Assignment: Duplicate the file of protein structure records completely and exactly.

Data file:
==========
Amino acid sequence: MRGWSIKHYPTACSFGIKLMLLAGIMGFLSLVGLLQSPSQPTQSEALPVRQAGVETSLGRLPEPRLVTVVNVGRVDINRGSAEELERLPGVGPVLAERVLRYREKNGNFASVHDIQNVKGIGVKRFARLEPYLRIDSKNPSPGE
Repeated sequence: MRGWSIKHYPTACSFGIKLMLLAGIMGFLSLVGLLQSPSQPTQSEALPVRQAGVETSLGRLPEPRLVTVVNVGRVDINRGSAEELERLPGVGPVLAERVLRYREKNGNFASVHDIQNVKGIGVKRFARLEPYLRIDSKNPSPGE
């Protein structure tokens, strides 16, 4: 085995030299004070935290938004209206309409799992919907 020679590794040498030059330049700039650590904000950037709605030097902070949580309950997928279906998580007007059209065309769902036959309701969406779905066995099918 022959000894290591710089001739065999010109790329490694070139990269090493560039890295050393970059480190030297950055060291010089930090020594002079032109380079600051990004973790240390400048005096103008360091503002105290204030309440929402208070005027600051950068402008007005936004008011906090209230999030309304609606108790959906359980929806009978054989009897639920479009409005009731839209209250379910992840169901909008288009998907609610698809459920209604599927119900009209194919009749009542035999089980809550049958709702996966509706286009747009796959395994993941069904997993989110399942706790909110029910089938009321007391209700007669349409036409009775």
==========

Amino acid sequence: MRGWSIKHYPTACSFGIKLMLLAGIMGFLSLVGLLQSPSQPTQSEALPVRQAGVETSLGRLPEPRLVTVVNVGRVDINRGSAEELERLPGVGPVLAERVLRYREKNGNFASVHDIQNVKGIGVKRFARLEPYLRIDSKNPSPGE
Repeated sequence: MRGWSIKHYPTACSFGIKLMLLAGIMGFLSLVGLLQSPSQPTQSEALPVRQAGVETSLGRLPEPRLVTVVNVGRVDINRGSAEELERLPGVGPVLAERVLRYREKNGNFASVHDIQNVKGIGVKRFARLEPYLRIDSKNPSPGE
């Protein structure tokens, strides 16, 4: 085995030299004070935290938004209206309409799992919907 020679590794040498030059330049700039650590904000950037709605030097902070949580309950997928279906998580007007059209065309769902036959309701969406779905066995099918 022959000894290591710089001739065999010109790329490694070139990269090493560039890295050393970059480190030297950055060291010089930090020594002079032109380079600051990004973790240390400048005096103008360091503002105290204030309440929402208070005027600051950068402008007005936004008011906090209230999030309304609606108790959906359980929806009978054989009897639920479009409005009731839209209250379910992840169901909008288009998907609610698809459920209604599927119900009209194919009749009542035999089980809550049958709702996966509706286009747009796959395994993941069904997993989110399942706790909110029910089938009321007391209700007669349409036409009775």